Who was Robert the Bruce?
Robert I, popularly known as Robert the Bruce, was the king of Scotland from 1306 to 1329. He led his nation against England during the First War of Scottish Independence and emerged as one of the most popular warriors of his generation. Descending from the Gaelic and Anglo-Norman nobility, Robert the Bruce was born as the eldest son to Marjorie, Countess of Carrick, and Robert de Brus, 6th Lord of Annandale. As the earl of Carrick from 1292 to 1306, he participated in William Wallace's battle against Edward I of England. Later, he was appointed as a guardian of Scotland. At the Battle of Bannockburn in 1314, Robert the Bruce defeated Edward II’s much larger English army and re-established an independent Scottish kingdom. He spent his last years in the village of Cardross, where he died in June 1329, at the age of 54. During his lifetime, Robert the Bruce married twice and fathered six children from his marriages. He also had many illegitimate children from unknown mothers, including Sir Robert Bruce. Upon his death, he was succeeded by his son David II as the king of Scots.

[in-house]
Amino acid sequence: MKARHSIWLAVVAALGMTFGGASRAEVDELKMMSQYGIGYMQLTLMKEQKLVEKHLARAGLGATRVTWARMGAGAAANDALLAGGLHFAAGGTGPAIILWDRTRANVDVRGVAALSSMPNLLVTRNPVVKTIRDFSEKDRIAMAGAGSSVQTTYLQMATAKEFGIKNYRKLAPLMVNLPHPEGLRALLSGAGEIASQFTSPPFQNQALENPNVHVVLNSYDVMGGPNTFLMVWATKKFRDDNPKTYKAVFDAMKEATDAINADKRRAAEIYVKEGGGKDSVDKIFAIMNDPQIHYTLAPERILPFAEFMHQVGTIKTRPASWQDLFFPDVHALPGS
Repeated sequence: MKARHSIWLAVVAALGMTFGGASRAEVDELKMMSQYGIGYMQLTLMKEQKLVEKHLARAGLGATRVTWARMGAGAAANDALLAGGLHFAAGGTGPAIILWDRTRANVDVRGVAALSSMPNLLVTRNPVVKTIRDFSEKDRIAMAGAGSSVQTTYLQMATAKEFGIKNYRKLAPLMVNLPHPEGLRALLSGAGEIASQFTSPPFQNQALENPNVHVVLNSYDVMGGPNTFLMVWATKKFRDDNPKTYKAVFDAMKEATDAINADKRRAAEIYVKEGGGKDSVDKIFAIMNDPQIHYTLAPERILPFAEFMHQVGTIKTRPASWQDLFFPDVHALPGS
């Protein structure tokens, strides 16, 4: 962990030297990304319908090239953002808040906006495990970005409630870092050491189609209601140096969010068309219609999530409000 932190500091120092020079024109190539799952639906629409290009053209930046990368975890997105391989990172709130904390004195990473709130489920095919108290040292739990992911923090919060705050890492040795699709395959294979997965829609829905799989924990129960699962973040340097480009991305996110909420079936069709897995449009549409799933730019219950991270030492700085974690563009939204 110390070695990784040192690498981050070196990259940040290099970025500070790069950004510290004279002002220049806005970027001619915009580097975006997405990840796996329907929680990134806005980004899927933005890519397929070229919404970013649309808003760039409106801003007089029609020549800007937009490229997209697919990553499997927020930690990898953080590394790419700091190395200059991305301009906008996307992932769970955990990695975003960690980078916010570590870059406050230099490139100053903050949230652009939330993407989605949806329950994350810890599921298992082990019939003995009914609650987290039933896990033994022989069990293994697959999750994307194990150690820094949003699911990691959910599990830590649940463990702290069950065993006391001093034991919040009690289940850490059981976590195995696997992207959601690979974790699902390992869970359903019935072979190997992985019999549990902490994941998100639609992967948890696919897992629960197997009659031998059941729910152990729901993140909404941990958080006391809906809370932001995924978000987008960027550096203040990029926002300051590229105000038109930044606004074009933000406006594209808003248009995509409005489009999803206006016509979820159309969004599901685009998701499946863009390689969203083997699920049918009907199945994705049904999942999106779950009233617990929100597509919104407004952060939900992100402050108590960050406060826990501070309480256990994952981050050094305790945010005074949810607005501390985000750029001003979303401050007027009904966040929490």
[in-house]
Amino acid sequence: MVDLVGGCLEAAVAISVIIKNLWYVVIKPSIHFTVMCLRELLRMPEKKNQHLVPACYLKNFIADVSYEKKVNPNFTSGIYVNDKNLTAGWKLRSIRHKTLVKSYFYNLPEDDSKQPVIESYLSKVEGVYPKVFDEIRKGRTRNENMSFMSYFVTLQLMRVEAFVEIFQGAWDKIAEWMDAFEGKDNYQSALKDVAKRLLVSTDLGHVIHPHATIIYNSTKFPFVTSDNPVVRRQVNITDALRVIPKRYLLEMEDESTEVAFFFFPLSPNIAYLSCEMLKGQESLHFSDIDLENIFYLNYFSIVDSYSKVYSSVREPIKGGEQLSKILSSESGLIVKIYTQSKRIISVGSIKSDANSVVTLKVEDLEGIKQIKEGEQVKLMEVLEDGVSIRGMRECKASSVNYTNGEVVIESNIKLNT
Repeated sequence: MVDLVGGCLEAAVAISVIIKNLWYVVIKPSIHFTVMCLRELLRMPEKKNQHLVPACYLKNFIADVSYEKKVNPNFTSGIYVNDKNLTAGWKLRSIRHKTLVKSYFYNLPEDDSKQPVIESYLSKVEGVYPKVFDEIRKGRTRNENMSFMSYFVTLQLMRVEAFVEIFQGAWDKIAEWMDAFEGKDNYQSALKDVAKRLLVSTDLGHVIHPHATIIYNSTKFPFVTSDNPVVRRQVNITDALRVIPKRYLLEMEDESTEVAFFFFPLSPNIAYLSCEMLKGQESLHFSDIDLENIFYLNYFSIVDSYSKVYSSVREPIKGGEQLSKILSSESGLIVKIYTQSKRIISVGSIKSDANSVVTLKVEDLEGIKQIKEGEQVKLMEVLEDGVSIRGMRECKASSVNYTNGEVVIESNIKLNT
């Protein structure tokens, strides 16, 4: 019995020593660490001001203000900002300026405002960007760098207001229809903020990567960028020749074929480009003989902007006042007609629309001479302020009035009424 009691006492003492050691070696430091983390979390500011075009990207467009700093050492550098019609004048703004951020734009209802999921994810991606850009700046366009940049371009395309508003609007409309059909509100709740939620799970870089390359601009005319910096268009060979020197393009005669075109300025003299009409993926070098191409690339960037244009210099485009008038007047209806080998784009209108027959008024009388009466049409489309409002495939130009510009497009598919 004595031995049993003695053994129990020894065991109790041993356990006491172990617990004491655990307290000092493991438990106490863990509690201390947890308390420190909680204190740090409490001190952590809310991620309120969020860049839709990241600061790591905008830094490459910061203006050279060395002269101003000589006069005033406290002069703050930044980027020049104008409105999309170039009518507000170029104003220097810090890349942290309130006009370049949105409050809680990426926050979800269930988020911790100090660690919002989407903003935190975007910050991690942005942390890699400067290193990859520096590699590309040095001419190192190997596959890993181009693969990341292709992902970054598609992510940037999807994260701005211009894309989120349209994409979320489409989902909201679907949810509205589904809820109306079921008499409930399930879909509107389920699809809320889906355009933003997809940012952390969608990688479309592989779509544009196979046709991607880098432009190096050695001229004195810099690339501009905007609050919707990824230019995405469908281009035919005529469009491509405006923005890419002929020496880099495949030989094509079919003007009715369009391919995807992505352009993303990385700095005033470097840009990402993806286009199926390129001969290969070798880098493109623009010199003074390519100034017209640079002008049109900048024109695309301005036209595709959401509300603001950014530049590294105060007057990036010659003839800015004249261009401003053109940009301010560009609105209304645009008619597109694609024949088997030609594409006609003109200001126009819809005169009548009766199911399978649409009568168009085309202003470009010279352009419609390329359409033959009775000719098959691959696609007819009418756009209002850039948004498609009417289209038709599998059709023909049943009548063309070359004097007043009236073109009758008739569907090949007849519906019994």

Early Reign (1306-14)
In March 1306, Robert the Bruce was crowned the king of Scots on Palm Sunday. The crown lifting was done by Bishop William de Lamberton.
After his defeat at the Battle of Methven in June 1306, his wife and daughters were sent to Kildrummy where they were guarded by his brother Neil.
On 7 July, 1306 Edward I died, leaving Robert the Bruce opposed by his son, Edward II. In April that year, Bruce won the Battle of Glen Trool and later won the Battle of Loudoun Hill.
He later captured Inverlochy and Urquhart Castles and ordered The Harrying of Buchan in 1308 to ensure elimination of the Comyn family. Soon, he crossed to Argyll and won over the isolated MacDougalls at the Battle of Pass of Brander.
In March 1309, Robert the Bruce held his first parliament at St. Andrews. By 1314, he had recaptured most of the castles held by the English.
On 23 June 1314, he began The Battle of Bannockburn and eventually defeated the army of King Edward II of England, killing several prominent commanders, including Sir Robert Clifford.
Who was Robert the Bruce? Everything You Need to Know